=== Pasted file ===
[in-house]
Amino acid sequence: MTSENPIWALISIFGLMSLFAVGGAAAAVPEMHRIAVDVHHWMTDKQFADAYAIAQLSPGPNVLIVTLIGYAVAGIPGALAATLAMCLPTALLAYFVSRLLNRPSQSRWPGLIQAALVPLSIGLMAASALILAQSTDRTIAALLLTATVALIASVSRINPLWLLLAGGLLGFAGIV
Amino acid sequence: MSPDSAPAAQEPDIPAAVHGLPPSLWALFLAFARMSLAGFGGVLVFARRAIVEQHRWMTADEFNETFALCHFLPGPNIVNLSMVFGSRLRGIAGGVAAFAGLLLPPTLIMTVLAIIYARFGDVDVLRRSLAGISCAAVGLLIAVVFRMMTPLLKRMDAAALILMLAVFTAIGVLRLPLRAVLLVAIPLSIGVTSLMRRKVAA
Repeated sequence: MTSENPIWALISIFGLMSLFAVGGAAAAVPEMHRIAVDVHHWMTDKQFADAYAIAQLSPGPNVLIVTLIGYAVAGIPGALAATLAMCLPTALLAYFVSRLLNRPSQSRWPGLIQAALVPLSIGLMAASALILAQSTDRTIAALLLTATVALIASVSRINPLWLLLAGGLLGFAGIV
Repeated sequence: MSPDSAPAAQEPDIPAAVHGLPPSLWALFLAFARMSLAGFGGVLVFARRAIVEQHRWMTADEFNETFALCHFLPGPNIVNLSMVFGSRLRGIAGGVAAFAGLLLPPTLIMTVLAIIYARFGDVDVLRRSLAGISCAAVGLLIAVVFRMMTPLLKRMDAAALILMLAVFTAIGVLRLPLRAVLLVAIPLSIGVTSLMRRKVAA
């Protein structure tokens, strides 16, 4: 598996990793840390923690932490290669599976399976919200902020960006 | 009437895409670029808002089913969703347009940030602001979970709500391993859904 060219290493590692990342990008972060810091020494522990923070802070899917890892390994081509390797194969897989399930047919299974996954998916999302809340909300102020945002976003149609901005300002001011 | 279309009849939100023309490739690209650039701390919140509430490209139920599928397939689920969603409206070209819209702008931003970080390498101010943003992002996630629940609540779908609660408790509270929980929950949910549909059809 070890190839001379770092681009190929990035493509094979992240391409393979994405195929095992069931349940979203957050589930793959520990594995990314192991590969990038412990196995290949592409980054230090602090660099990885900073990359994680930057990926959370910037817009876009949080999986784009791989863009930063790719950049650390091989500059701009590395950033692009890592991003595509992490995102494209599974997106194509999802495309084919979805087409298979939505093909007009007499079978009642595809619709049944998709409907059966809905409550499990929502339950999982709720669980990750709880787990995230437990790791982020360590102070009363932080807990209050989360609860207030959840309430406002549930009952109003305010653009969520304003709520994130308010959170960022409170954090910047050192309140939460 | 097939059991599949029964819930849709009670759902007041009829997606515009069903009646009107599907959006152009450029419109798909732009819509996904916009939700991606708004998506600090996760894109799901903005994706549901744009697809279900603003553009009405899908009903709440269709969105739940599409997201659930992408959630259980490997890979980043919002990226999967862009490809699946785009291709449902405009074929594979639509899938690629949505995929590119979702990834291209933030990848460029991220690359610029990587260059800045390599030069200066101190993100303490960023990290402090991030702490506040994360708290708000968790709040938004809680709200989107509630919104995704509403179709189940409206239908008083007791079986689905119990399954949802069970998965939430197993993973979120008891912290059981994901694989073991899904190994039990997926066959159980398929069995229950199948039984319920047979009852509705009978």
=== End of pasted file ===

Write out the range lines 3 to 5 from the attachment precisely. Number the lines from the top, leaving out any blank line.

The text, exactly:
Amino acid sequence: MSPDSAPAAQEPDIPAAVHGLPPSLWALFLAFARMSLAGFGGVLVFARRAIVEQHRWMTADEFNETFALCHFLPGPNIVNLSMVFGSRLRGIAGGVAAFAGLLLPPTLIMTVLAIIYARFGDVDVLRRSLAGISCAAVGLLIAVVFRMMTPLLKRMDAAALILMLAVFTAIGVLRLPLRAVLLVAIPLSIGVTSLMRRKVAA
Repeated sequence: MTSENPIWALISIFGLMSLFAVGGAAAAVPEMHRIAVDVHHWMTDKQFADAYAIAQLSPGPNVLIVTLIGYAVAGIPGALAATLAMCLPTALLAYFVSRLLNRPSQSRWPGLIQAALVPLSIGLMAASALILAQSTDRTIAALLLTATVALIASVSRINPLWLLLAGGLLGFAGIV
Repeated sequence: MSPDSAPAAQEPDIPAAVHGLPPSLWALFLAFARMSLAGFGGVLVFARRAIVEQHRWMTADEFNETFALCHFLPGPNIVNLSMVFGSRLRGIAGGVAAFAGLLLPPTLIMTVLAIIYARFGDVDVLRRSLAGISCAAVGLLIAVVFRMMTPLLKRMDAAALILMLAVFTAIGVLRLPLRAVLLVAIPLSIGVTSLMRRKVAA